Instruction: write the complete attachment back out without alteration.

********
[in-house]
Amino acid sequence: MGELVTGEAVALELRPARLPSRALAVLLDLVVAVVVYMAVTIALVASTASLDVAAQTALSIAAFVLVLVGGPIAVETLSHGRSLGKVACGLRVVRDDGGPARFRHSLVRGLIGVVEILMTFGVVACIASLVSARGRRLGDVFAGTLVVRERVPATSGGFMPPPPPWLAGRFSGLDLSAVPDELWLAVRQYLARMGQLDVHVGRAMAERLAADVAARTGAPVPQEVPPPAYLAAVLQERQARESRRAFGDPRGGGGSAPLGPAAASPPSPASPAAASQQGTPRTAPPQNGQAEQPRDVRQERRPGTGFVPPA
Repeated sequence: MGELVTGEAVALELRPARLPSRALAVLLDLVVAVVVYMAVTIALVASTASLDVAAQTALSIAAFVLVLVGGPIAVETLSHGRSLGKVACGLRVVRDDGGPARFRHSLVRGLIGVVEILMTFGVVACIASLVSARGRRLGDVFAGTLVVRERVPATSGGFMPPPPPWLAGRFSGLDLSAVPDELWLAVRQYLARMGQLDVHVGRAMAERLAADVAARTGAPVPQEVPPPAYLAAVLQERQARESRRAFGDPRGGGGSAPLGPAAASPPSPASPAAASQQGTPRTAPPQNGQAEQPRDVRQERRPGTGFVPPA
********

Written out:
[in-house]
Amino acid sequence: MGELVTGEAVALELRPARLPSRALAVLLDLVVAVVVYMAVTIALVASTASLDVAAQTALSIAAFVLVLVGGPIAVETLSHGRSLGKVACGLRVVRDDGGPARFRHSLVRGLIGVVEILMTFGVVACIASLVSARGRRLGDVFAGTLVVRERVPATSGGFMPPPPPWLAGRFSGLDLSAVPDELWLAVRQYLARMGQLDVHVGRAMAERLAADVAARTGAPVPQEVPPPAYLAAVLQERQARESRRAFGDPRGGGGSAPLGPAAASPPSPASPAAASQQGTPRTAPPQNGQAEQPRDVRQERRPGTGFVPPA
Repeated sequence: MGELVTGEAVALELRPARLPSRALAVLLDLVVAVVVYMAVTIALVASTASLDVAAQTALSIAAFVLVLVGGPIAVETLSHGRSLGKVACGLRVVRDDGGPARFRHSLVRGLIGVVEILMTFGVVACIASLVSARGRRLGDVFAGTLVVRERVPATSGGFMPPPPPWLAGRFSGLDLSAVPDELWLAVRQYLARMGQLDVHVGRAMAERLAADVAARTGAPVPQEVPPPAYLAAVLQERQARESRRAFGDPRGGGGSAPLGPAAASPPSPASPAAASQQGTPRTAPPQNGQAEQPRDVRQERRPGTGFVPPA